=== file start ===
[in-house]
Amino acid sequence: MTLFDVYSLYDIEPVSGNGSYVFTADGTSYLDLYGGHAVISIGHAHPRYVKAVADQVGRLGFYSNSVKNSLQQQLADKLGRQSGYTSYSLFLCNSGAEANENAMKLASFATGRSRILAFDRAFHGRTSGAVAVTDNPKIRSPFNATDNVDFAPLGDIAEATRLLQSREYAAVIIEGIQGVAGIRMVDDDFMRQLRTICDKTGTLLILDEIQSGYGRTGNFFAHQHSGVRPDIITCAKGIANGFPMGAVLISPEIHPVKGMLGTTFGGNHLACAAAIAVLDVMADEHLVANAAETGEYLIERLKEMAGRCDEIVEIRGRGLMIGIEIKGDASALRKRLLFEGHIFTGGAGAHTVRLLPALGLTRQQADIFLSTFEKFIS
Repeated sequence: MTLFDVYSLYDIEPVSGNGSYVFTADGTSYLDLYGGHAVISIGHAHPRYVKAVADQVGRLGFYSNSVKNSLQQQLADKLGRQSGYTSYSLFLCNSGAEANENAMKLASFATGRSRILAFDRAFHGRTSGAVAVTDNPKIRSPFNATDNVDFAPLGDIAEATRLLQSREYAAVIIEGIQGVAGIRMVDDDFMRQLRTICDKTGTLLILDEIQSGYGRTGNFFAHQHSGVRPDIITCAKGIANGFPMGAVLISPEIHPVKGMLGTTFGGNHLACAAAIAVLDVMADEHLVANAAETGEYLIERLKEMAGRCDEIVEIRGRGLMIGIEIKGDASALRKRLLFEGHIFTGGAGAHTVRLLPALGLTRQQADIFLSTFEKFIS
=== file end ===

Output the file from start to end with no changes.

[in-house]
Amino acid sequence: MTLFDVYSLYDIEPVSGNGSYVFTADGTSYLDLYGGHAVISIGHAHPRYVKAVADQVGRLGFYSNSVKNSLQQQLADKLGRQSGYTSYSLFLCNSGAEANENAMKLASFATGRSRILAFDRAFHGRTSGAVAVTDNPKIRSPFNATDNVDFAPLGDIAEATRLLQSREYAAVIIEGIQGVAGIRMVDDDFMRQLRTICDKTGTLLILDEIQSGYGRTGNFFAHQHSGVRPDIITCAKGIANGFPMGAVLISPEIHPVKGMLGTTFGGNHLACAAAIAVLDVMADEHLVANAAETGEYLIERLKEMAGRCDEIVEIRGRGLMIGIEIKGDASALRKRLLFEGHIFTGGAGAHTVRLLPALGLTRQQADIFLSTFEKFIS
Repeated sequence: MTLFDVYSLYDIEPVSGNGSYVFTADGTSYLDLYGGHAVISIGHAHPRYVKAVADQVGRLGFYSNSVKNSLQQQLADKLGRQSGYTSYSLFLCNSGAEANENAMKLASFATGRSRILAFDRAFHGRTSGAVAVTDNPKIRSPFNATDNVDFAPLGDIAEATRLLQSREYAAVIIEGIQGVAGIRMVDDDFMRQLRTICDKTGTLLILDEIQSGYGRTGNFFAHQHSGVRPDIITCAKGIANGFPMGAVLISPEIHPVKGMLGTTFGGNHLACAAAIAVLDVMADEHLVANAAETGEYLIERLKEMAGRCDEIVEIRGRGLMIGIEIKGDASALRKRLLFEGHIFTGGAGAHTVRLLPALGLTRQQADIFLSTFEKFIS